September 26, 2022

Ep 367: Alex Kaufman - Senior Reporter, Huffington Post

Senior Reporter
Huffington Post
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Show notes

Bret Kugelmass [00:00:05] We're here today with Alexandra Hoffman, who's a senior reporter at HuffPost, and done some of the best journalism, I think, on nuclear energy, climate science and policy overall. So thank you so much for joining us.

Alexander Kaufman [00:01:09] Yeah, thank you for having me.

Bret Kugelmass [00:01:11] I'm a big fan of nuclear and I'd love to hear about your journey, how you discovered it and got so much good information. I really think you're writing on this topic of some of the best that I see out there. But before we get there, I'd love to just hear about you as a person. Tell us, where did you grow up? I think you're from Long Island right?

Alexander Kaufman [00:01:26] I am. I am from Long Island. Yeah, I grew up in Huntington. So, yes, I'm a fourth generation New Yorker. My family has seemingly never been very curious about anywhere beyond the 30 mile radius of the tenements where they showed up 100 years ago. And that's fine by me because I love New York. But so, yes, I grew up in Huntington. I live now in Astoria, Queens. I began my journalism career in Huntington, actually, as an intern at the Long Islander, which is a small weekly newspaper. The claim to fame is that it was founded by Walt Whitman, and I got my start there and then went to college in Boston, worked briefly at the Boston Globe before going to Los Angeles, where I worked at the Web site, The Wrap, and I was a media reporter, and I learned a lot about doing business reporting there. I really love L.A., but I think I'm too much of a New Yorker to live there full time. So, I left after a year. I came back to New York and I worked briefly at the International Business Times before joining HuffPost in 2014, where I started as a business editor and kind of went from covering business to covering climate and energy issues.

Bret Kugelmass [00:02:50] Have you noticed an inflection points or maybe it's just gradual in terms of your writing quality? Have you ever looked back at some of the things you've written and said, Hey, I'm way better now? And do you know where that came from?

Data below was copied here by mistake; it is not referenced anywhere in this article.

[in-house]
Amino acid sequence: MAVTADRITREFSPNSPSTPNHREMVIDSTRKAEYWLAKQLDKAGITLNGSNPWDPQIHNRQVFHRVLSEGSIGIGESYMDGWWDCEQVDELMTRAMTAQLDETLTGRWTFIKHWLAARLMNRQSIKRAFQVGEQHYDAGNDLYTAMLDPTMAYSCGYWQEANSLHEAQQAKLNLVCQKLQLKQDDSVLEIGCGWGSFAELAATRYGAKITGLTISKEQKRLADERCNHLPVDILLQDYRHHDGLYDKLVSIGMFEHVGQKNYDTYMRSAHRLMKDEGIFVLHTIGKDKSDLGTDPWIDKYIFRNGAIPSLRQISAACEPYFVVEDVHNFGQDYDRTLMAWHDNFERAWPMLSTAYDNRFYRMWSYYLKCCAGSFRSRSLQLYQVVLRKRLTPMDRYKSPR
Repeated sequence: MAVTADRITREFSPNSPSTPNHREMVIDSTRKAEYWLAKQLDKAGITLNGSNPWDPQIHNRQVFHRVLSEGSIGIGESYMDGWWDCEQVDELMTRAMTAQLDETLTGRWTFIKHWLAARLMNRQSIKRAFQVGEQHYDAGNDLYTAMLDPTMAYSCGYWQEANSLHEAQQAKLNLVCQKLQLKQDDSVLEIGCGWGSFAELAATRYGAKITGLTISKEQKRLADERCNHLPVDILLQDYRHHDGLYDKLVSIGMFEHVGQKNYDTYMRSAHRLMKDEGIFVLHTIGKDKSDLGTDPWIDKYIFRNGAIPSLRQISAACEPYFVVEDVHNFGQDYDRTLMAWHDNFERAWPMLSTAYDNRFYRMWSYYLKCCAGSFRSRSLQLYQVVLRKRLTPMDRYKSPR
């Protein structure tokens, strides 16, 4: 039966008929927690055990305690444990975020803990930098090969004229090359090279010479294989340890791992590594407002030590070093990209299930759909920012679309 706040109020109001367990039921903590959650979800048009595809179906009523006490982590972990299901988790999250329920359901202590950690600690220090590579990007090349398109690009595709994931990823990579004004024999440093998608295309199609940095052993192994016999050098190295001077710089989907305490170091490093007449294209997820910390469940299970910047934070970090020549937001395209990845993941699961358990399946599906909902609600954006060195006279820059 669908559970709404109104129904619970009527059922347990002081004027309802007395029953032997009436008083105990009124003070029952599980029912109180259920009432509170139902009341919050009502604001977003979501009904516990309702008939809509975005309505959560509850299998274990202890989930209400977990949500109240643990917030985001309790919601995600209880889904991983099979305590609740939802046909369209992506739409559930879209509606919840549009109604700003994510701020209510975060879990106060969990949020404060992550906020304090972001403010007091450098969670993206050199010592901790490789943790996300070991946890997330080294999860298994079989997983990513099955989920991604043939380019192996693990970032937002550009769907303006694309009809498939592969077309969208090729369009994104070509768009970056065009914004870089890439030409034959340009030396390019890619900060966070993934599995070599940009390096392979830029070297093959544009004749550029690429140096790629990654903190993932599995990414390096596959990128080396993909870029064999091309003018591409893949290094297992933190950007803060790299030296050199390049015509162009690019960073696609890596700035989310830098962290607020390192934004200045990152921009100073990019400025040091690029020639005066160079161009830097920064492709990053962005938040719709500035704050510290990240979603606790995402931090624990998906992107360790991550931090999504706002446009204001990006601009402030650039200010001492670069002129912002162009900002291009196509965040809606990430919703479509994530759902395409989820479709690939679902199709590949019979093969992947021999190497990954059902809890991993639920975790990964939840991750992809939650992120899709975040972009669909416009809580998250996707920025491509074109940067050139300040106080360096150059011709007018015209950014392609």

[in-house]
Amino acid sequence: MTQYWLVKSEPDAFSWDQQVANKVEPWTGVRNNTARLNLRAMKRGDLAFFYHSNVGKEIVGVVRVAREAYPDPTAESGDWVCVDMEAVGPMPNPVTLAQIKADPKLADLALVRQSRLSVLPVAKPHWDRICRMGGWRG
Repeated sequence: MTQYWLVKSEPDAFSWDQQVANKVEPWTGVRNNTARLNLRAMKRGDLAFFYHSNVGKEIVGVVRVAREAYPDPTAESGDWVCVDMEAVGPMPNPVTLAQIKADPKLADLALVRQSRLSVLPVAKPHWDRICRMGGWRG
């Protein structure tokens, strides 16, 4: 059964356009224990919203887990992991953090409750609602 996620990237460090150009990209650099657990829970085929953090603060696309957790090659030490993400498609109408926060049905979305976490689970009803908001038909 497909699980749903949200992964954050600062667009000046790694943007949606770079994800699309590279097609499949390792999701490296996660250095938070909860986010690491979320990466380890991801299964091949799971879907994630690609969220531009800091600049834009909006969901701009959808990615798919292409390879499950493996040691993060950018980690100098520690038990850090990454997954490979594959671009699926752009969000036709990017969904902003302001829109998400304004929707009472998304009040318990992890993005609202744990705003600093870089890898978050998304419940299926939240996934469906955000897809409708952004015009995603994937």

Alexander Kaufman [00:03:02] Yeah. I mean, I certainly I go back and I read things I've written and I'm utterly humiliated by them, not only because of the prose, but because of how because of the limits to the information that I was taking at that given moment in time. That is evident to me from the way I wrote about things and the way that it may have framed things. And I you know, I find that a little bit embarrassing, but I also see no shame in that because I think part of why I chose to do this for a living is that I feel like it's a you know, you get to continuously intake new information. And, you know, I don't consider myself an advocate. You know, I'm a reporter. And so my my my stories and my thinking have changed as new information has come in and helped me to think of those things in that different kind of way. You know, whether. Have there been moments that I have really reflected on, on my writing, you know, I mean, all the time I wish that there were some actual, you know, colorful anecdote that I could share that that illustrates how I have transformed or some kind of epiphany that I have. It's a moment in time, but that's just not the case. I mean, I've always read I tried to read a diverse array of writers. I tried to pick up on little tools from from each of them. But for the most part, I just try to write things in a way that I think is clear and understandable. And I try to write for an audience that I don't want someone to need a master's degree or even necessarily bachelor's degree to understand the things that I'm writing about. You know, I think one of the privileges of working in a place like HuffPost is being able to reach people who might not afford or prioritize in their budgets, costly newspaper subscriptions. And so I tried to write clearly in that way, but I also try to write in a way that makes me want to read, you know, and I like I like writers who are deliberate about word choice and who appreciate that readers like to have a scene painted for them. I can't just consume a wall of information I need. I need something to latch on to. I need something to relate to. I need something to picture. And I try when my editors permit me to, to, to, to paint as, as specific and interesting of a picture as I can.